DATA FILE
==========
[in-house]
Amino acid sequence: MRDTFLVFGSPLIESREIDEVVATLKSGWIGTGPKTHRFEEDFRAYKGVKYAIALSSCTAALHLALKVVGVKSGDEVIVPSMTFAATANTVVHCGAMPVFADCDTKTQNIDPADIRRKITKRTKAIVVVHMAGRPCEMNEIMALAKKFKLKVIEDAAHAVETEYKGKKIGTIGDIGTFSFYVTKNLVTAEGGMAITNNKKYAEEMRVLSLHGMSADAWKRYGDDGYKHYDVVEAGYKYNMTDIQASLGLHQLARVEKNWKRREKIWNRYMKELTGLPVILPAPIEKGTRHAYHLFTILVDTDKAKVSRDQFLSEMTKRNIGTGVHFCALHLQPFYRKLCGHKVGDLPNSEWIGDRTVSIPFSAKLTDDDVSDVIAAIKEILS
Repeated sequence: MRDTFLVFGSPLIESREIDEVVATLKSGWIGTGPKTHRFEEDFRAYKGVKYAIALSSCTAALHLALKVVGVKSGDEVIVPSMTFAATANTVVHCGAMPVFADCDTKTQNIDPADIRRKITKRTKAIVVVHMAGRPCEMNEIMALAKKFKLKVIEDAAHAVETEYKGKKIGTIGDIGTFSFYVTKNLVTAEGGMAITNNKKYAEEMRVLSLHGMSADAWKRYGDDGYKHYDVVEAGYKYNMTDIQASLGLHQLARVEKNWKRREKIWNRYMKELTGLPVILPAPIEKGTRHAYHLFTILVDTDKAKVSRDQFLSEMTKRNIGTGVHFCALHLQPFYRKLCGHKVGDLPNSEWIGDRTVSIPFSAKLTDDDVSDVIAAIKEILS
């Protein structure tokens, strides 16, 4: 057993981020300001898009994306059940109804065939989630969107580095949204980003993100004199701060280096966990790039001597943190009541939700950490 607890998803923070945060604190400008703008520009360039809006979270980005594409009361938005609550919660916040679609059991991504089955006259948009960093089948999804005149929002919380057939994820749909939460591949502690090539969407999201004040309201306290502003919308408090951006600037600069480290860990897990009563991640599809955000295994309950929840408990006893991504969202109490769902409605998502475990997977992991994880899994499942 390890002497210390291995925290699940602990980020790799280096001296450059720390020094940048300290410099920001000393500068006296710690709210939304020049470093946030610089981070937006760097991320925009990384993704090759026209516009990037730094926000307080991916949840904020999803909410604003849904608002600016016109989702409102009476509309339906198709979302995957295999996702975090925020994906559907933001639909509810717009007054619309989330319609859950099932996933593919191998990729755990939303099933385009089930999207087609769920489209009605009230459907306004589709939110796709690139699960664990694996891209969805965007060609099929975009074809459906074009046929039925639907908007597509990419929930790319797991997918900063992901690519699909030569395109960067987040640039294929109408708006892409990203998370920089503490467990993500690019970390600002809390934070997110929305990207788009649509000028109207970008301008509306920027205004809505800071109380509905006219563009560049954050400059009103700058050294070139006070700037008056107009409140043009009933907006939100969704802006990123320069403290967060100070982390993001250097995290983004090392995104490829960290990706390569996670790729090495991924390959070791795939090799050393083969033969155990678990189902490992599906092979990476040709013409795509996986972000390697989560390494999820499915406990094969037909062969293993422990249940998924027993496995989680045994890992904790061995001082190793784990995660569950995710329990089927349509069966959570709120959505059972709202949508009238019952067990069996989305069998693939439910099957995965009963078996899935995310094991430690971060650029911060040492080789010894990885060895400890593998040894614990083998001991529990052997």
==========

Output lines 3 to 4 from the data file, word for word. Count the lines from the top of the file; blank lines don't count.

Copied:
Repeated sequence: MRDTFLVFGSPLIESREIDEVVATLKSGWIGTGPKTHRFEEDFRAYKGVKYAIALSSCTAALHLALKVVGVKSGDEVIVPSMTFAATANTVVHCGAMPVFADCDTKTQNIDPADIRRKITKRTKAIVVVHMAGRPCEMNEIMALAKKFKLKVIEDAAHAVETEYKGKKIGTIGDIGTFSFYVTKNLVTAEGGMAITNNKKYAEEMRVLSLHGMSADAWKRYGDDGYKHYDVVEAGYKYNMTDIQASLGLHQLARVEKNWKRREKIWNRYMKELTGLPVILPAPIEKGTRHAYHLFTILVDTDKAKVSRDQFLSEMTKRNIGTGVHFCALHLQPFYRKLCGHKVGDLPNSEWIGDRTVSIPFSAKLTDDDVSDVIAAIKEILS
């Protein structure tokens, strides 16, 4: 057993981020300001898009994306059940109804065939989630969107580095949204980003993100004199701060280096966990790039001597943190009541939700950490 607890998803923070945060604190400008703008520009360039809006979270980005594409009361938005609550919660916040679609059991991504089955006259948009960093089948999804005149929002919380057939994820749909939460591949502690090539969407999201004040309201306290502003919308408090951006600037600069480290860990897990009563991640599809955000295994309950929840408990006893991504969202109490769902409605998502475990997977992991994880899994499942 390890002497210390291995925290699940602990980020790799280096001296450059720390020094940048300290410099920001000393500068006296710690709210939304020049470093946030610089981070937006760097991320925009990384993704090759026209516009990037730094926000307080991916949840904020999803909410604003849904608002600016016109989702409102009476509309339906198709979302995957295999996702975090925020994906559907933001639909509810717009007054619309989330319609859950099932996933593919191998990729755990939303099933385009089930999207087609769920489209009605009230459907306004589709939110796709690139699960664990694996891209969805965007060609099929975009074809459906074009046929039925639907908007597509990419929930790319797991997918900063992901690519699909030569395109960067987040640039294929109408708006892409990203998370920089503490467990993500690019970390600002809390934070997110929305990207788009649509000028109207970008301008509306920027205004809505800071109380509905006219563009560049954050400059009103700058050294070139006070700037008056107009409140043009009933907006939100969704802006990123320069403290967060100070982390993001250097995290983004090392995104490829960290990706390569996670790729090495991924390959070791795939090799050393083969033969155990678990189902490992599906092979990476040709013409795509996986972000390697989560390494999820499915406990094969037909062969293993422990249940998924027993496995989680045994890992904790061995001082190793784990995660569950995710329990089927349509069966959570709120959505059972709202949508009238019952067990069996989305069998693939439910099957995965009963078996899935995310094991430690971060650029911060040492080789010894990885060895400890593998040894614990083998001991529990052997």